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Health Canada: Canada’s Drug Strategy

By admin | July 26, 2004

Straight Facts About Drugs and Drug Abuse,
by Health Canada.

Short-term effects

Effects of smoking are felt within a few minutes and last two to four hours. Effects from ingestion (e.g., eaten in baked or cooked foods) appear more gradually and last longer, and the person may feel dull and sluggish for some time afterwards.

The person feels calm, relaxed, talkative and sometimes drowsy. Concentration and short-term memory are markedly impaired, and sensory perception seems enhanced, colours are brighter, sounds are more distinct, and the sense of time and space is distorted. Appetite increases, especially for sweets. Some people withdraw, or experience fearfulness, anxiety, depression; a few experience panic, terror or paranoia, particularly with larger doses. Some experience hallucinations with larger doses and symptoms worsen in persons with psychiatric disorders, particularly schizophrenia. Physical effects include impaired coordination and balance, rapid heartbeat, red eyes, dry mouth and throat. Usual doses impair motor skills; especially when used in combination with alcohol; cannabis use before driving is particularly dangerous. THC, the active ingredient, has been detected in many bodies of fatally-injured drivers and pedestrians in Canada and the United States.

Long-Term Effects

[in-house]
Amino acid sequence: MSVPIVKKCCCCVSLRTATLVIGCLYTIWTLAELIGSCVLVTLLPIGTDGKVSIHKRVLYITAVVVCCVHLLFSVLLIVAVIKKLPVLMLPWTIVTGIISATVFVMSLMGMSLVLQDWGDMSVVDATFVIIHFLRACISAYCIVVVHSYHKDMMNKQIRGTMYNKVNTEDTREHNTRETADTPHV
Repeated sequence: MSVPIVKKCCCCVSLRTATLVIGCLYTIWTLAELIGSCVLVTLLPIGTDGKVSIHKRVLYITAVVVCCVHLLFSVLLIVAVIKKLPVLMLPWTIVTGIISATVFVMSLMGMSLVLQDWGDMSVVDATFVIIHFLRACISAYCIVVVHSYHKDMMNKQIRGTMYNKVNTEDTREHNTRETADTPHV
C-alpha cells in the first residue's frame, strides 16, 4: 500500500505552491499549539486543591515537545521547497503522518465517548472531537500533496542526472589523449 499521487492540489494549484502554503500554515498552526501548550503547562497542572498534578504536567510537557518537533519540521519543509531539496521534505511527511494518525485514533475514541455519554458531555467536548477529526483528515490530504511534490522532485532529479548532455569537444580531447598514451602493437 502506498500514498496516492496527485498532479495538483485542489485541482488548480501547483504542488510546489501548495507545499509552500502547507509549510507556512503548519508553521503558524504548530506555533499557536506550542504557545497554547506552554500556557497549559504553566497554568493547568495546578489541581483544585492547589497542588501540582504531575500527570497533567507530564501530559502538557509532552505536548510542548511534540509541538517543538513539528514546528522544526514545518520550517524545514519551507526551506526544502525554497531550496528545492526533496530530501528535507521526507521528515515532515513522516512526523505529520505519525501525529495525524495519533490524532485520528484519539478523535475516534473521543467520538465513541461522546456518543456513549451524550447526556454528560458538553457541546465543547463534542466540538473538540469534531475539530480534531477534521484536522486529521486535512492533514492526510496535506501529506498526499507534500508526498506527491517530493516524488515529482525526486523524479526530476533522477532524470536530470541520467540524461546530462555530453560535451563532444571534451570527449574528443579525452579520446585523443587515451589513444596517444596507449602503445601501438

Signs of chronic, heavy use may include decreased motivation and interest, as well as difficulties with memory and concentration. These problems tend to clear when regular use stops. However, there is increasing research evidence of lasting harmful effects on mental function in some people. The respiratory system is damaged by smoking; a single joint of marijuana yields much more tar than a strong cigarette. Tar in cannabis smoke contains higher amounts of cancer-producing agents than tar in tobacco smoke. Studies suggest that developmental delays may occur in children whose mothers used drugs heavily during pregnancy.

Origin and medical uses

Obtained from the plant Cannabis sativa, which grows in almost any climate. In the past, most Cannabis products found in Canada were grown in South and Central America. Now much is grown locally, some under hydroponic conditions. THC (delta-9 tetrahydrocan-
nabinol) and other cannabis constituents have been claimed in anecdotal reports to relieve symptoms associated with the following medical conditions: nausea and vomiting, wasting syndrome, multiple sclerosis, epilepsy and glaucoma. THC chemically synthesized is marketed as Marinol (dronabinol) and Cesamet (nabilone), a synthetic cannabinoid, are both used orally to treat nausea and vomiting resulting from chemotherapy. The treatment of AIDS-related anorexia associated with weight loss is another approved use of Marinol (dronabinol).

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